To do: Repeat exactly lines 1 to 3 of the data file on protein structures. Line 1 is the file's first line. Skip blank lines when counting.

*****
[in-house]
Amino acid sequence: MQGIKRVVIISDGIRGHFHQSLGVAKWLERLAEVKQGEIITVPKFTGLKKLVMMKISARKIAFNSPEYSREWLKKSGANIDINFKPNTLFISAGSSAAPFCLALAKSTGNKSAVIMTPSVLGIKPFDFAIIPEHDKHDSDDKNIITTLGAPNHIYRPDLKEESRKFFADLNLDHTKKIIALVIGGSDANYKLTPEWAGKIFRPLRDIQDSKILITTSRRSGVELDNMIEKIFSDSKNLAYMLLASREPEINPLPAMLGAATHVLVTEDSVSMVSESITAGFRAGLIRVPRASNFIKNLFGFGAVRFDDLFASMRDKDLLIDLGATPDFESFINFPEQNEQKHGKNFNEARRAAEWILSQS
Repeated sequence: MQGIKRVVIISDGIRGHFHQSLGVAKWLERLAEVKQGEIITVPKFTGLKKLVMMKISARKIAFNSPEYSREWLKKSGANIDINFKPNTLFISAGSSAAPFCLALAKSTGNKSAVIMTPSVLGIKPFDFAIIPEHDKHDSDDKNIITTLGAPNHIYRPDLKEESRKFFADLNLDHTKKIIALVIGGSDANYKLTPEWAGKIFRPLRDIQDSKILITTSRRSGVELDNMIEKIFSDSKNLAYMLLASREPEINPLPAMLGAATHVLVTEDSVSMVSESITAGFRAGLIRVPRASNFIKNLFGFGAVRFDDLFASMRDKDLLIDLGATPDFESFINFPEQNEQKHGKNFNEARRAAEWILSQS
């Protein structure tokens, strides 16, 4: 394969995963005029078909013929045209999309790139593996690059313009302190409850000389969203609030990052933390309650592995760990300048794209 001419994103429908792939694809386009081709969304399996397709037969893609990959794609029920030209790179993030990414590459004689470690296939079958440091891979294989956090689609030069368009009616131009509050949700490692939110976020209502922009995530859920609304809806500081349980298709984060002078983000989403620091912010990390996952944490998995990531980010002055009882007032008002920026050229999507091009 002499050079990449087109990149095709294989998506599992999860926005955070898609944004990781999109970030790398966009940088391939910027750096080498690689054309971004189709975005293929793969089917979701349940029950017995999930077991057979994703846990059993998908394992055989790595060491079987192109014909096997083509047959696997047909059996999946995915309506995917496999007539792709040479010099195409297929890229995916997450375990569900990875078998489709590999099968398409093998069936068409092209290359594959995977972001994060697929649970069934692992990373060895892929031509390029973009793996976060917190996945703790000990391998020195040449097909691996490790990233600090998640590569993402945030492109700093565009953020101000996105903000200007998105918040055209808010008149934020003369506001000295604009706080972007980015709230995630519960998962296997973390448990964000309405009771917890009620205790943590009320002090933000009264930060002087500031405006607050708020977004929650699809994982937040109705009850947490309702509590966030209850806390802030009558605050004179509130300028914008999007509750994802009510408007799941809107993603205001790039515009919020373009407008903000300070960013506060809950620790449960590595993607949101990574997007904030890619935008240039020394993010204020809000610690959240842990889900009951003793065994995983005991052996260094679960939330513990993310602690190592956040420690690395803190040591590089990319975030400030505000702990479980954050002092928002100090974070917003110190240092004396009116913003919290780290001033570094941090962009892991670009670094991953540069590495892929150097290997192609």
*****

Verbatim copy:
[in-house]
Amino acid sequence: MQGIKRVVIISDGIRGHFHQSLGVAKWLERLAEVKQGEIITVPKFTGLKKLVMMKISARKIAFNSPEYSREWLKKSGANIDINFKPNTLFISAGSSAAPFCLALAKSTGNKSAVIMTPSVLGIKPFDFAIIPEHDKHDSDDKNIITTLGAPNHIYRPDLKEESRKFFADLNLDHTKKIIALVIGGSDANYKLTPEWAGKIFRPLRDIQDSKILITTSRRSGVELDNMIEKIFSDSKNLAYMLLASREPEINPLPAMLGAATHVLVTEDSVSMVSESITAGFRAGLIRVPRASNFIKNLFGFGAVRFDDLFASMRDKDLLIDLGATPDFESFINFPEQNEQKHGKNFNEARRAAEWILSQS
Repeated sequence: MQGIKRVVIISDGIRGHFHQSLGVAKWLERLAEVKQGEIITVPKFTGLKKLVMMKISARKIAFNSPEYSREWLKKSGANIDINFKPNTLFISAGSSAAPFCLALAKSTGNKSAVIMTPSVLGIKPFDFAIIPEHDKHDSDDKNIITTLGAPNHIYRPDLKEESRKFFADLNLDHTKKIIALVIGGSDANYKLTPEWAGKIFRPLRDIQDSKILITTSRRSGVELDNMIEKIFSDSKNLAYMLLASREPEINPLPAMLGAATHVLVTEDSVSMVSESITAGFRAGLIRVPRASNFIKNLFGFGAVRFDDLFASMRDKDLLIDLGATPDFESFINFPEQNEQKHGKNFNEARRAAEWILSQS